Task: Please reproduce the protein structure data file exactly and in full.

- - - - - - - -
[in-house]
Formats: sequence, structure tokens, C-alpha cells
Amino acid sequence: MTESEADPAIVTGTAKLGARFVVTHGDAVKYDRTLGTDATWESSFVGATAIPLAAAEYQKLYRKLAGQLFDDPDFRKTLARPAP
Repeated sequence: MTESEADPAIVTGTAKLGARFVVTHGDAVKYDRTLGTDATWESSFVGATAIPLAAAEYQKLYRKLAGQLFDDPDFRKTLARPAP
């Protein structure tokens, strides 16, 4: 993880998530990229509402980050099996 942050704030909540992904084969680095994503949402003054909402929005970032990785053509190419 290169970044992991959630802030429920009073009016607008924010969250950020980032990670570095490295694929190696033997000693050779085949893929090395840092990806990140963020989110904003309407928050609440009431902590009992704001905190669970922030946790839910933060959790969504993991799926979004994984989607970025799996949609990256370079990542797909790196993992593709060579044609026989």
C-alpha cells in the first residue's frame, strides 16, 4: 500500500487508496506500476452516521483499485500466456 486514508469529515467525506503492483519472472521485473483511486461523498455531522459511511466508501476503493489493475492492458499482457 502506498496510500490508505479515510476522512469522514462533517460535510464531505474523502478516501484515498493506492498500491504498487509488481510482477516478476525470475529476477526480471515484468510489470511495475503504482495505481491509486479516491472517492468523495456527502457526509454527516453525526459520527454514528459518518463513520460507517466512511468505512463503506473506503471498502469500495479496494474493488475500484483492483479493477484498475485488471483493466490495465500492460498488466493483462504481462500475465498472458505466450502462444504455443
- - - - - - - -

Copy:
[in-house]
Formats: sequence, structure tokens, C-alpha cells
Amino acid sequence: MTESEADPAIVTGTAKLGARFVVTHGDAVKYDRTLGTDATWESSFVGATAIPLAAAEYQKLYRKLAGQLFDDPDFRKTLARPAP
Repeated sequence: MTESEADPAIVTGTAKLGARFVVTHGDAVKYDRTLGTDATWESSFVGATAIPLAAAEYQKLYRKLAGQLFDDPDFRKTLARPAP
């Protein structure tokens, strides 16, 4: 993880998530990229509402980050099996 942050704030909540992904084969680095994503949402003054909402929005970032990785053509190419 290169970044992991959630802030429920009073009016607008924010969250950020980032990670570095490295694929190696033997000693050779085949893929090395840092990806990140963020989110904003309407928050609440009431902590009992704001905190669970922030946790839910933060959790969504993991799926979004994984989607970025799996949609990256370079990542797909790196993992593709060579044609026989």
C-alpha cells in the first residue's frame, strides 16, 4: 500500500487508496506500476452516521483499485500466456 486514508469529515467525506503492483519472472521485473483511486461523498455531522459511511466508501476503493489493475492492458499482457 502506498496510500490508505479515510476522512469522514462533517460535510464531505474523502478516501484515498493506492498500491504498487509488481510482477516478476525470475529476477526480471515484468510489470511495475503504482495505481491509486479516491472517492468523495456527502457526509454527516453525526459520527454514528459518518463513520460507517466512511468505512463503506473506503471498502469500495479496494474493488475500484483492483479493477484498475485488471483493466490495465500492460498488466493483462504481462500475465498472458505466450502462444504455443